But the most amazing thing of all, and the most inspiring, and the most hopeful, is that this significant event was organized by and realized through the efforts of students at the high school. The high school version of me from the mid-90s could not possibly have imagined a world in which not only would it be possible to be out about my sexuality, but that I would have the support of my school, my neighborhood, and my broader community as a gay young man deserving of respect and of love. But this is the reality for the teenagers who attend Wilson High School (and their principal!), and for students in others schools with GSAs—including my alma mater, which I hear has begun a group in the past few years. When I recall the dark depressive moods I would endure, obsessed with thoughts of suicide but never willing to attempt it (thank God), my inner teenager weeps with joy for the possibilities available to high school students these days. That younger me didn't think I would ever make it past the age of 20, much less that I would grow into a happy, loved adult, and that I would be able to marry the love of my life legally. These kids don't have to wonder as much. For them, the possibility of future and present happiness is very real, and they know it. It truly is amazing how much the world has changed in this relatively short time.

And in the midst of all the chanting and the cheering and the general merry-making, there was one young lady with a simple sign that read "Christian values equal LOVE!" So simple. And so not the message of vitriolic hatefulness promoted by the Westboro Baptist Church. I'd choose the message of the students at Wilson over the WBC any day. These students get it. They can teach the world a thing or two.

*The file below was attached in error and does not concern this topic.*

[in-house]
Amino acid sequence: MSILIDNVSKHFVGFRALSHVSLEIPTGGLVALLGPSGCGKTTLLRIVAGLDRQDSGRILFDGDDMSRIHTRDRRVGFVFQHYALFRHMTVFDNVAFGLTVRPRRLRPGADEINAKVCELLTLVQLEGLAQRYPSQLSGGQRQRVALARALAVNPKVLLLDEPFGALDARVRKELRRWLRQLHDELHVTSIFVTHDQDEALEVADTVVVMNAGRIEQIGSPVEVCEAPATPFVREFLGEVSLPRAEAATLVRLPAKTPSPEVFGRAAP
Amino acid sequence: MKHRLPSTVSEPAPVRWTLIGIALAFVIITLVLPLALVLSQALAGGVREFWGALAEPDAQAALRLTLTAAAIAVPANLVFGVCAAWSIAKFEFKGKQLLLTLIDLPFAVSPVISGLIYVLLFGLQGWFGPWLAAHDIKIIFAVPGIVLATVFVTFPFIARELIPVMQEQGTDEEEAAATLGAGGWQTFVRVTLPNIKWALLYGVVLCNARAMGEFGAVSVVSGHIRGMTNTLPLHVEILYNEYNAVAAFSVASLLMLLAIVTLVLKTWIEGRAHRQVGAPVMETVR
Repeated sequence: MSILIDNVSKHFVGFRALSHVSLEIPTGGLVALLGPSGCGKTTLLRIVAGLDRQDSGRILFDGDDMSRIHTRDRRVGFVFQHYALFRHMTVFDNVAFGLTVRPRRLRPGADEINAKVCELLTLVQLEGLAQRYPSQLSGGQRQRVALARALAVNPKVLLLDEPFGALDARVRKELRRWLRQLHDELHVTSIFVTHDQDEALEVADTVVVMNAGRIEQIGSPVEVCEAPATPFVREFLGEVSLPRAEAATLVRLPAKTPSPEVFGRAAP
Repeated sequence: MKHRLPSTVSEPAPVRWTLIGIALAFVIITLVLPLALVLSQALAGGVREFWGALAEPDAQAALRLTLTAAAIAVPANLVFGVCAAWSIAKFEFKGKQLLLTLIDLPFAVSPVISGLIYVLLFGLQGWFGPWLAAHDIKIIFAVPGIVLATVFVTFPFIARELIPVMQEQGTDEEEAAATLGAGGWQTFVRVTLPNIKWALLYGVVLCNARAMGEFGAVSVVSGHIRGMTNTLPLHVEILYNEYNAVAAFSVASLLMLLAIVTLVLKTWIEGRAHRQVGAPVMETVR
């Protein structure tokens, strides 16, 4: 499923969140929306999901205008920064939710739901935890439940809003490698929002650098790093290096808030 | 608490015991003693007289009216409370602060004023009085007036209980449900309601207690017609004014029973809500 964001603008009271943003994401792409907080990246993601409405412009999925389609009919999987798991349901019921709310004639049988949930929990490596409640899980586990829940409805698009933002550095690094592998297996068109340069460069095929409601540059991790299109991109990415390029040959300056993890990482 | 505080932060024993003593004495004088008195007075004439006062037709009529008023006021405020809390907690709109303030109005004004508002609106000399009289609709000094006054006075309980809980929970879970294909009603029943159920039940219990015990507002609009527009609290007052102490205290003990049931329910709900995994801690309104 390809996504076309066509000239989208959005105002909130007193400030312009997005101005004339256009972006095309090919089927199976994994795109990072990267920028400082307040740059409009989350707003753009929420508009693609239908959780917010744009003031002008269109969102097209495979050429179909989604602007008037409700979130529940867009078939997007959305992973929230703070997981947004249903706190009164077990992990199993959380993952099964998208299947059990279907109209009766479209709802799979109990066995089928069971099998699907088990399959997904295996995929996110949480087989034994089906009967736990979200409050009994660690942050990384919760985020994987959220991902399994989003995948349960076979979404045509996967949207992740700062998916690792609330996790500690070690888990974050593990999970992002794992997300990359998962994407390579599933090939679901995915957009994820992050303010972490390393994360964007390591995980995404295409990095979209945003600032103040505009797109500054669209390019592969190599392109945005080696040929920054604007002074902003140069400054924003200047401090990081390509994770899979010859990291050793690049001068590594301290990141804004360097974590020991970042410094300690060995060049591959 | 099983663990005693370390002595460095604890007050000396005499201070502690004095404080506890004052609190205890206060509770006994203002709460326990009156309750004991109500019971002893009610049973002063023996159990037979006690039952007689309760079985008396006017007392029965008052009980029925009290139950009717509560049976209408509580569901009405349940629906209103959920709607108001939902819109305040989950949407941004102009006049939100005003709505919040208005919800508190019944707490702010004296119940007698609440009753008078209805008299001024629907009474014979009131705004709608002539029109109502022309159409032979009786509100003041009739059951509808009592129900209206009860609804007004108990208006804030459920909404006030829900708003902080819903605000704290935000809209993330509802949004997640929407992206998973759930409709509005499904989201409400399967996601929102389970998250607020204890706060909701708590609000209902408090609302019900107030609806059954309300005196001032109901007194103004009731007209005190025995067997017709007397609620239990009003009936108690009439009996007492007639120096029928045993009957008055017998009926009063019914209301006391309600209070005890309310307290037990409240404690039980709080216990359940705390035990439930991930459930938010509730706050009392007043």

"Christian values equal Love!"

Wednesday, June 4, 2014

I Got A New Name

Until 2008, when I formally requested that the state of Florida issue a corrected birth certificate, my legal name was not Adrian. Never mind the 29 years before then when everyone called me Adrian. Never mind every single form of identification I have ever had in my life. Never mind the fact that someone very obviously made a typographical error when issuing my original birth certificate (not to mention that my parents never thought to have it corrected!). No, my birth certificate prior to 2008 very clearly says that my first name was something other than Adrian. Or was it?